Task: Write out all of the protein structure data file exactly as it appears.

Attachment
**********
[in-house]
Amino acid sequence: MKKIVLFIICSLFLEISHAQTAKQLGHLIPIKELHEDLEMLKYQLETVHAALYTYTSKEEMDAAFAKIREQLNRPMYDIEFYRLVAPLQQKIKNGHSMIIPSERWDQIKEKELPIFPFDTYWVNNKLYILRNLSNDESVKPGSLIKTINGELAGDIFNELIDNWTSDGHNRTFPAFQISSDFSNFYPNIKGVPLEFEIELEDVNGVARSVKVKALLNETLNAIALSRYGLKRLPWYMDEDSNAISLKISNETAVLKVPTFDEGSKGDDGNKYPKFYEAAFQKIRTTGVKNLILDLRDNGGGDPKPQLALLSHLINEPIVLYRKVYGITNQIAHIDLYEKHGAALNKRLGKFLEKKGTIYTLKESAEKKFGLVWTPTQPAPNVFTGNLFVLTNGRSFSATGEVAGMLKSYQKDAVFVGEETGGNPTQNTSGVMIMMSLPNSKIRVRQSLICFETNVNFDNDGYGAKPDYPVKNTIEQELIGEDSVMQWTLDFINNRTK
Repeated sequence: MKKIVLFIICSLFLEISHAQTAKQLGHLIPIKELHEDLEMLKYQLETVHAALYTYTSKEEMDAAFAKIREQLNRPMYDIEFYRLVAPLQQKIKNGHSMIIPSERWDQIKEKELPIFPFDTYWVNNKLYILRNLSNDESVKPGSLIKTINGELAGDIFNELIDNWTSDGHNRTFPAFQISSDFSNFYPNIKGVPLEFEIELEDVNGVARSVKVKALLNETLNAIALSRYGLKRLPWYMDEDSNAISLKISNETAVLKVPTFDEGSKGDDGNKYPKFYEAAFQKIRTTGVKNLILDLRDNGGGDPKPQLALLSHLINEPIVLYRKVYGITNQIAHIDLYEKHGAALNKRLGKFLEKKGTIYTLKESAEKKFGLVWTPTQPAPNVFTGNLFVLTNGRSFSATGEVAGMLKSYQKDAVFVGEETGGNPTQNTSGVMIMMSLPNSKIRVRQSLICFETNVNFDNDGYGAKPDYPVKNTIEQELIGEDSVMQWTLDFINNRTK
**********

[in-house]
Amino acid sequence: MKKIVLFIICSLFLEISHAQTAKQLGHLIPIKELHEDLEMLKYQLETVHAALYTYTSKEEMDAAFAKIREQLNRPMYDIEFYRLVAPLQQKIKNGHSMIIPSERWDQIKEKELPIFPFDTYWVNNKLYILRNLSNDESVKPGSLIKTINGELAGDIFNELIDNWTSDGHNRTFPAFQISSDFSNFYPNIKGVPLEFEIELEDVNGVARSVKVKALLNETLNAIALSRYGLKRLPWYMDEDSNAISLKISNETAVLKVPTFDEGSKGDDGNKYPKFYEAAFQKIRTTGVKNLILDLRDNGGGDPKPQLALLSHLINEPIVLYRKVYGITNQIAHIDLYEKHGAALNKRLGKFLEKKGTIYTLKESAEKKFGLVWTPTQPAPNVFTGNLFVLTNGRSFSATGEVAGMLKSYQKDAVFVGEETGGNPTQNTSGVMIMMSLPNSKIRVRQSLICFETNVNFDNDGYGAKPDYPVKNTIEQELIGEDSVMQWTLDFINNRTK
Repeated sequence: MKKIVLFIICSLFLEISHAQTAKQLGHLIPIKELHEDLEMLKYQLETVHAALYTYTSKEEMDAAFAKIREQLNRPMYDIEFYRLVAPLQQKIKNGHSMIIPSERWDQIKEKELPIFPFDTYWVNNKLYILRNLSNDESVKPGSLIKTINGELAGDIFNELIDNWTSDGHNRTFPAFQISSDFSNFYPNIKGVPLEFEIELEDVNGVARSVKVKALLNETLNAIALSRYGLKRLPWYMDEDSNAISLKISNETAVLKVPTFDEGSKGDDGNKYPKFYEAAFQKIRTTGVKNLILDLRDNGGGDPKPQLALLSHLINEPIVLYRKVYGITNQIAHIDLYEKHGAALNKRLGKFLEKKGTIYTLKESAEKKFGLVWTPTQPAPNVFTGNLFVLTNGRSFSATGEVAGMLKSYQKDAVFVGEETGGNPTQNTSGVMIMMSLPNSKIRVRQSLICFETNVNFDNDGYGAKPDYPVKNTIEQELIGEDSVMQWTLDFINNRTK